Intel in December bought Israel-based artificial intelligence firm Habana for about $2 billion, seeking to expand its AI portfolio to bolster its data-centre business.
Habana’s Gaudi AI training processor, launched in June 2019, has faster processing speeds to compete with similar products from Intel rival Nvidia.
“We have to realise that we’re starting from zero and Nvidia is 100%,” said Eitan Medina, Habana’s chief business officer, who said that having AWS as its first customer was very important.
“The uphill battle or the process of taking market share has to go through convincing end developers to try it out,” he told reporters. “We are making the dent at the most important place. We’re starting with a very big guy that has the longest experience … It will take time but I believe we’re on the right path.”
Medina declined to comment on whether Habana was negotiating other deals.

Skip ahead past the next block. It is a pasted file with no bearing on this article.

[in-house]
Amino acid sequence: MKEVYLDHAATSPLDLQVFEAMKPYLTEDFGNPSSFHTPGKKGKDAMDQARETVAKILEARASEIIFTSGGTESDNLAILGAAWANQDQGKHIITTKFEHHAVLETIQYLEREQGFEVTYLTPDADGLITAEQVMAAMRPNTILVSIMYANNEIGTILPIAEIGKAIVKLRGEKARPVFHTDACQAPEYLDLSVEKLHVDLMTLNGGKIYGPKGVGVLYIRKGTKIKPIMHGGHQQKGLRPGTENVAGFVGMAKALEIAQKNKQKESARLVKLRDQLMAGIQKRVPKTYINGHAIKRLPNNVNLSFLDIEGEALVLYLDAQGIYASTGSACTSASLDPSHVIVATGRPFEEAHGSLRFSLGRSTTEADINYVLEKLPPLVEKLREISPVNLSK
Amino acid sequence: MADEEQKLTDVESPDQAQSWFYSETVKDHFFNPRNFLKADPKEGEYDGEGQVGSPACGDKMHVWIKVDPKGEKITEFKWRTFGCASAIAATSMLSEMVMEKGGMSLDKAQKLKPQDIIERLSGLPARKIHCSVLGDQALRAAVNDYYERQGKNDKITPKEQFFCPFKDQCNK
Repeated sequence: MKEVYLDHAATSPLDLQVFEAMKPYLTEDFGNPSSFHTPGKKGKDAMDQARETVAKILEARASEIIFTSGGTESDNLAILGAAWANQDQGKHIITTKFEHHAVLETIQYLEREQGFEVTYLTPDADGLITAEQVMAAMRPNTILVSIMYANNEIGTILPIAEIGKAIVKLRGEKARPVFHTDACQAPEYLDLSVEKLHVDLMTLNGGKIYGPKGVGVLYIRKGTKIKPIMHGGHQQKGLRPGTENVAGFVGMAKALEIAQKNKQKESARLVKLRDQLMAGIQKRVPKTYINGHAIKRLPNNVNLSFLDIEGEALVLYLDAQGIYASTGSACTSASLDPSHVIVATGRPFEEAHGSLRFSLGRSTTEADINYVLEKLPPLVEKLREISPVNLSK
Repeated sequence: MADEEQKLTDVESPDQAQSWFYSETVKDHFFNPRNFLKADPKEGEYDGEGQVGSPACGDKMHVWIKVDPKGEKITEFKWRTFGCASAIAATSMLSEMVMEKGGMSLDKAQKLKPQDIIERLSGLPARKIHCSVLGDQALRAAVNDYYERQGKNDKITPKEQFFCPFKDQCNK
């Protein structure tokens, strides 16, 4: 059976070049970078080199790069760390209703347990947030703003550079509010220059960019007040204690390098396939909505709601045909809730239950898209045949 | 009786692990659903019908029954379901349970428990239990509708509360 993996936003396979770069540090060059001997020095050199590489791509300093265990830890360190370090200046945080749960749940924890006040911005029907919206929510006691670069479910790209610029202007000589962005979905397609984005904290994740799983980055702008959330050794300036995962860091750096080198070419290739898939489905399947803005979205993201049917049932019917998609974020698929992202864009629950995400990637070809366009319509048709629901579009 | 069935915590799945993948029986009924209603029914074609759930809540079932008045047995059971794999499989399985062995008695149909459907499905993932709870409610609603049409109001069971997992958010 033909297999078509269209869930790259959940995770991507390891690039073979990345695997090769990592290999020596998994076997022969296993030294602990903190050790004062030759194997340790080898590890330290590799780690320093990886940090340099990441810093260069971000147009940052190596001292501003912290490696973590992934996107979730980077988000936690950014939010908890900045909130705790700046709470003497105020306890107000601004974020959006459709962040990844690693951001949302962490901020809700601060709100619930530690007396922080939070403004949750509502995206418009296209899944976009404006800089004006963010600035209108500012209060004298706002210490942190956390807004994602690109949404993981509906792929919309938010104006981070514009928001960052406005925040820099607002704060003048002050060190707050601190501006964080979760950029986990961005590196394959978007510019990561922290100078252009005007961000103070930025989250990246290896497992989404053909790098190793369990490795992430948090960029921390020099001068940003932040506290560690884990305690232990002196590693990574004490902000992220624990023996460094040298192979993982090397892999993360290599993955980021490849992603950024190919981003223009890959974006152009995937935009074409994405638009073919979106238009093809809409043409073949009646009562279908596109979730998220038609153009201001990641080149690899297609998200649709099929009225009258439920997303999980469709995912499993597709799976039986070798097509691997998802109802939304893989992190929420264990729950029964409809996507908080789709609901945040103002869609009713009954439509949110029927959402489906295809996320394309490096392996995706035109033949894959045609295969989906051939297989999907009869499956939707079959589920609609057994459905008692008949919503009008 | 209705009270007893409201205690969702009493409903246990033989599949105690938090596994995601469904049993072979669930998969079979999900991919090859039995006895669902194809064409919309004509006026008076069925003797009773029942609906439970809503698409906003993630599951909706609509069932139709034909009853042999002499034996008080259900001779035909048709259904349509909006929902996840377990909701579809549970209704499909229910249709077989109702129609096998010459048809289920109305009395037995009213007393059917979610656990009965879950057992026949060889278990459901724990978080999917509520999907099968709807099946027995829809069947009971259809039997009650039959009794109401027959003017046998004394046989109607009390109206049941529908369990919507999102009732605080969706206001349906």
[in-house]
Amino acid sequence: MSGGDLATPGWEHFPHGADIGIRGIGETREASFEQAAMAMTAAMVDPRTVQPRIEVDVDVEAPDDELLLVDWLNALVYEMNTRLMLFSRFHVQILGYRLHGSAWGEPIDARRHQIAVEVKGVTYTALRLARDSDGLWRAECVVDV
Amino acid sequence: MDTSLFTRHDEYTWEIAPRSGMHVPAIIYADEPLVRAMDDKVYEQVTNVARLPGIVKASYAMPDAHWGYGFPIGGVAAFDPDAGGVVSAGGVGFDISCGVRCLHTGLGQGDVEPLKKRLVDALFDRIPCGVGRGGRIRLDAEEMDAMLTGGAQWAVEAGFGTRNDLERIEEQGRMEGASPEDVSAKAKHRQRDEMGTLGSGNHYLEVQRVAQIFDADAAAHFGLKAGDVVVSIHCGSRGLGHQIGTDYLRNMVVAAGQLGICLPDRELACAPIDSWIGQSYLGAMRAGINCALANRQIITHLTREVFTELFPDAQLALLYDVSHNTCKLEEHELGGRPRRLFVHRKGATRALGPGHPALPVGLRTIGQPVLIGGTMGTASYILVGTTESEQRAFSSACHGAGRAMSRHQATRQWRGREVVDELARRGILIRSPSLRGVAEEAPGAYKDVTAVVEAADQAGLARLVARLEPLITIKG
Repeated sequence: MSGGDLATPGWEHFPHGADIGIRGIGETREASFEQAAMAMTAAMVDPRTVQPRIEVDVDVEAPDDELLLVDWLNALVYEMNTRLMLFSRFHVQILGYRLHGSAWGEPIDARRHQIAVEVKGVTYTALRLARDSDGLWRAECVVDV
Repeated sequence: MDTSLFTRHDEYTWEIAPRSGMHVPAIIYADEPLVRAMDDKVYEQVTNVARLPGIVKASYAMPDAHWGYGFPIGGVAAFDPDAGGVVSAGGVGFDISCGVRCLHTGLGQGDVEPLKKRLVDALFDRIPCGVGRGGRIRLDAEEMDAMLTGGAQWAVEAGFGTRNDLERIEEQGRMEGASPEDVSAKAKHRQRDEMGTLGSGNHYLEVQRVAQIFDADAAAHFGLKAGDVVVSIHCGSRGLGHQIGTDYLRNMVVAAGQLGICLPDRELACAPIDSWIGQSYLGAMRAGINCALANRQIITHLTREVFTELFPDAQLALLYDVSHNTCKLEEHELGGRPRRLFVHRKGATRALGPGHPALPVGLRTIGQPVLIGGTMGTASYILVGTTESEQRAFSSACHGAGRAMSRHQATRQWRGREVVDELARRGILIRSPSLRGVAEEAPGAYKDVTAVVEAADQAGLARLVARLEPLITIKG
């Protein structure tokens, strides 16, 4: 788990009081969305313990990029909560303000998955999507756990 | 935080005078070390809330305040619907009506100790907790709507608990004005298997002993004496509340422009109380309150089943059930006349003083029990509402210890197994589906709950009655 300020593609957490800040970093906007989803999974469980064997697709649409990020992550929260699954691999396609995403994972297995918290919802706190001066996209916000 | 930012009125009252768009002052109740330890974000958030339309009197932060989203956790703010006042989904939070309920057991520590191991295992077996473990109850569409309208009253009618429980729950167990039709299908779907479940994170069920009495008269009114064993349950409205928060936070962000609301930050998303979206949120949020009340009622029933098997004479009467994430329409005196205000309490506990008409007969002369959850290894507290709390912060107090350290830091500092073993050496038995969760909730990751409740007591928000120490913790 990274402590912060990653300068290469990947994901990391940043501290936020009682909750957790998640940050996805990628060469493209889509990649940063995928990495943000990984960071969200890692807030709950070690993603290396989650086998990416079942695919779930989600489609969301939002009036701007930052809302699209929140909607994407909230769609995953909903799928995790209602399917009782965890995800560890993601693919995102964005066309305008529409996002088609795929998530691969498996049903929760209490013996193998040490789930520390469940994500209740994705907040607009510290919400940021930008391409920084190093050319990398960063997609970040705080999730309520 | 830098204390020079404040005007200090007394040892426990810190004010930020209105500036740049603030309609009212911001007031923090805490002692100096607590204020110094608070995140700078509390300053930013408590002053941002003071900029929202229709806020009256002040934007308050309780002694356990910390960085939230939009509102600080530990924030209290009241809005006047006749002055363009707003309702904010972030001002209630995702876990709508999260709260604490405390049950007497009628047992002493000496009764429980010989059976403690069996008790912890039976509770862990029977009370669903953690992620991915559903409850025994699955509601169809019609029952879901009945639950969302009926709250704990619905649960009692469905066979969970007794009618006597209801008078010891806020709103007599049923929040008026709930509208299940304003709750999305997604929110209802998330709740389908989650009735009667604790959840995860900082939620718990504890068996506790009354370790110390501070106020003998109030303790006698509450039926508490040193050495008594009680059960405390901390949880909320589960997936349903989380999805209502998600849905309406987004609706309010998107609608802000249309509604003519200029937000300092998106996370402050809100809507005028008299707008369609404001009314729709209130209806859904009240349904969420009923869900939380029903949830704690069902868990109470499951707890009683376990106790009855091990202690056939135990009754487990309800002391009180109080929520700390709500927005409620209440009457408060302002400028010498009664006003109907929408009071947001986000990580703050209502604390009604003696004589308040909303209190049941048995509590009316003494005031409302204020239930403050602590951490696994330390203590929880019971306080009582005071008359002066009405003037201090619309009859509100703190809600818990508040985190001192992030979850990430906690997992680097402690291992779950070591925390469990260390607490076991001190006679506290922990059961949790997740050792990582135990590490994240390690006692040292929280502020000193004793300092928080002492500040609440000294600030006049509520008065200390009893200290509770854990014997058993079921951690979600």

Habana on Tuesday said its Gaudi processors will power AWS’s Amazon Elastic Compute Cloud “instances” for machine learning workloads, in Habana’s first deal for its Gaudi chips.
Amazon is seeing growing demand for its cloud tools during the coronavirus pandemic. These chips, Intel said, would give 40% better price performance than current graphics processing.
Medina said that the advantages of Gaudi AI chips were efficiency and allowing for lower capital and operating expenses that in turn could give AWS and others the ability to lower prices for customers for server time.
“We are now starting so it will depend on the combination of how we will execute and how important is it for users to lower their cost and to have alternatives to GPUs (graphics processing units),” Medina said. “Our total available market is 100% of AI.”